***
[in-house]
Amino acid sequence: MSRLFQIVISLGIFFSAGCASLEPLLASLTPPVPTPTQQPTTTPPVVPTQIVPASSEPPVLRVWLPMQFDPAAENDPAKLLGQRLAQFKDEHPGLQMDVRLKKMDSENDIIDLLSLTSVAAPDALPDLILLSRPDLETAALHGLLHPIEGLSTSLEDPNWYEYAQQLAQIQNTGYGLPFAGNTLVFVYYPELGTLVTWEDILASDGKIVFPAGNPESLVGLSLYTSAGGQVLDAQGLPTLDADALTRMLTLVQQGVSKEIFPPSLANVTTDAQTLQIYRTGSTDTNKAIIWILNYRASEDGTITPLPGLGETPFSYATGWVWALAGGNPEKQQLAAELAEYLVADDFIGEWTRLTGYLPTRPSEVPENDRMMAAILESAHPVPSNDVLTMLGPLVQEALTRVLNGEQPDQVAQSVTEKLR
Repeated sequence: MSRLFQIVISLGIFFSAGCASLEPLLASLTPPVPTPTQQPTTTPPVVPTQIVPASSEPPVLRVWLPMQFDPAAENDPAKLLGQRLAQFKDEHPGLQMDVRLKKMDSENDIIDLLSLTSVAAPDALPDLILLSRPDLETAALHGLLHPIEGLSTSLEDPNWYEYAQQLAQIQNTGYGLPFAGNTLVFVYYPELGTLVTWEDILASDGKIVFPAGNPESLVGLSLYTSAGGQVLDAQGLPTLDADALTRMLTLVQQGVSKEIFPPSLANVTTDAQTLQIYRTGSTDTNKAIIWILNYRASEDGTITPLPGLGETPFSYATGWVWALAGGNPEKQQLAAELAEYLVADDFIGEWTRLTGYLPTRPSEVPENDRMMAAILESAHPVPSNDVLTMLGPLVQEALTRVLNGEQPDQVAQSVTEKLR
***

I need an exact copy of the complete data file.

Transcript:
[in-house]
Amino acid sequence: MSRLFQIVISLGIFFSAGCASLEPLLASLTPPVPTPTQQPTTTPPVVPTQIVPASSEPPVLRVWLPMQFDPAAENDPAKLLGQRLAQFKDEHPGLQMDVRLKKMDSENDIIDLLSLTSVAAPDALPDLILLSRPDLETAALHGLLHPIEGLSTSLEDPNWYEYAQQLAQIQNTGYGLPFAGNTLVFVYYPELGTLVTWEDILASDGKIVFPAGNPESLVGLSLYTSAGGQVLDAQGLPTLDADALTRMLTLVQQGVSKEIFPPSLANVTTDAQTLQIYRTGSTDTNKAIIWILNYRASEDGTITPLPGLGETPFSYATGWVWALAGGNPEKQQLAAELAEYLVADDFIGEWTRLTGYLPTRPSEVPENDRMMAAILESAHPVPSNDVLTMLGPLVQEALTRVLNGEQPDQVAQSVTEKLR
Repeated sequence: MSRLFQIVISLGIFFSAGCASLEPLLASLTPPVPTPTQQPTTTPPVVPTQIVPASSEPPVLRVWLPMQFDPAAENDPAKLLGQRLAQFKDEHPGLQMDVRLKKMDSENDIIDLLSLTSVAAPDALPDLILLSRPDLETAALHGLLHPIEGLSTSLEDPNWYEYAQQLAQIQNTGYGLPFAGNTLVFVYYPELGTLVTWEDILASDGKIVFPAGNPESLVGLSLYTSAGGQVLDAQGLPTLDADALTRMLTLVQQGVSKEIFPPSLANVTTDAQTLQIYRTGSTDTNKAIIWILNYRASEDGTITPLPGLGETPFSYATGWVWALAGGNPEKQQLAAELAEYLVADDFIGEWTRLTGYLPTRPSEVPENDRMMAAILESAHPVPSNDVLTMLGPLVQEALTRVLNGEQPDQVAQSVTEKLR